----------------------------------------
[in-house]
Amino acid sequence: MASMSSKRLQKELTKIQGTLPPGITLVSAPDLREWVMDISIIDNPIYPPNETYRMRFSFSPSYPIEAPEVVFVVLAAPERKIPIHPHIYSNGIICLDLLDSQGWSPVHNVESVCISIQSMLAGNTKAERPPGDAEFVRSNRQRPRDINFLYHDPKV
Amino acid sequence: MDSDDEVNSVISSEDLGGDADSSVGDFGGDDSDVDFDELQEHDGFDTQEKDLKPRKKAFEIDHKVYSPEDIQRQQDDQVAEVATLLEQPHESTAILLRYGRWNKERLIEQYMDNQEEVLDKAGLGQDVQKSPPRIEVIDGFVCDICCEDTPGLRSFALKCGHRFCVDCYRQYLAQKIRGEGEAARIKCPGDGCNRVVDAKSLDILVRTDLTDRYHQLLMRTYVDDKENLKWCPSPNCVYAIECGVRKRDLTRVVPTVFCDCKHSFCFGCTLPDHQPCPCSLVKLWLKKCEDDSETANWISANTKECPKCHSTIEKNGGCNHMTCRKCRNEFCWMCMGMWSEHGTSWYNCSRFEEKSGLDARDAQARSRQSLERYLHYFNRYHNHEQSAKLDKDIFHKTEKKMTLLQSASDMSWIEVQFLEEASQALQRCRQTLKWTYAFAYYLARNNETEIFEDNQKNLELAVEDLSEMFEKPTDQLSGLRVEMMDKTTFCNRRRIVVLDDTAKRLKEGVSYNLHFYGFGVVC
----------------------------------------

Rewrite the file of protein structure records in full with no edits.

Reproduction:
[in-house]
Amino acid sequence: MASMSSKRLQKELTKIQGTLPPGITLVSAPDLREWVMDISIIDNPIYPPNETYRMRFSFSPSYPIEAPEVVFVVLAAPERKIPIHPHIYSNGIICLDLLDSQGWSPVHNVESVCISIQSMLAGNTKAERPPGDAEFVRSNRQRPRDINFLYHDPKV
Amino acid sequence: MDSDDEVNSVISSEDLGGDADSSVGDFGGDDSDVDFDELQEHDGFDTQEKDLKPRKKAFEIDHKVYSPEDIQRQQDDQVAEVATLLEQPHESTAILLRYGRWNKERLIEQYMDNQEEVLDKAGLGQDVQKSPPRIEVIDGFVCDICCEDTPGLRSFALKCGHRFCVDCYRQYLAQKIRGEGEAARIKCPGDGCNRVVDAKSLDILVRTDLTDRYHQLLMRTYVDDKENLKWCPSPNCVYAIECGVRKRDLTRVVPTVFCDCKHSFCFGCTLPDHQPCPCSLVKLWLKKCEDDSETANWISANTKECPKCHSTIEKNGGCNHMTCRKCRNEFCWMCMGMWSEHGTSWYNCSRFEEKSGLDARDAQARSRQSLERYLHYFNRYHNHEQSAKLDKDIFHKTEKKMTLLQSASDMSWIEVQFLEEASQALQRCRQTLKWTYAFAYYLARNNETEIFEDNQKNLELAVEDLSEMFEKPTDQLSGLRVEMMDKTTFCNRRRIVVLDDTAKRLKEGVSYNLHFYGFGVVC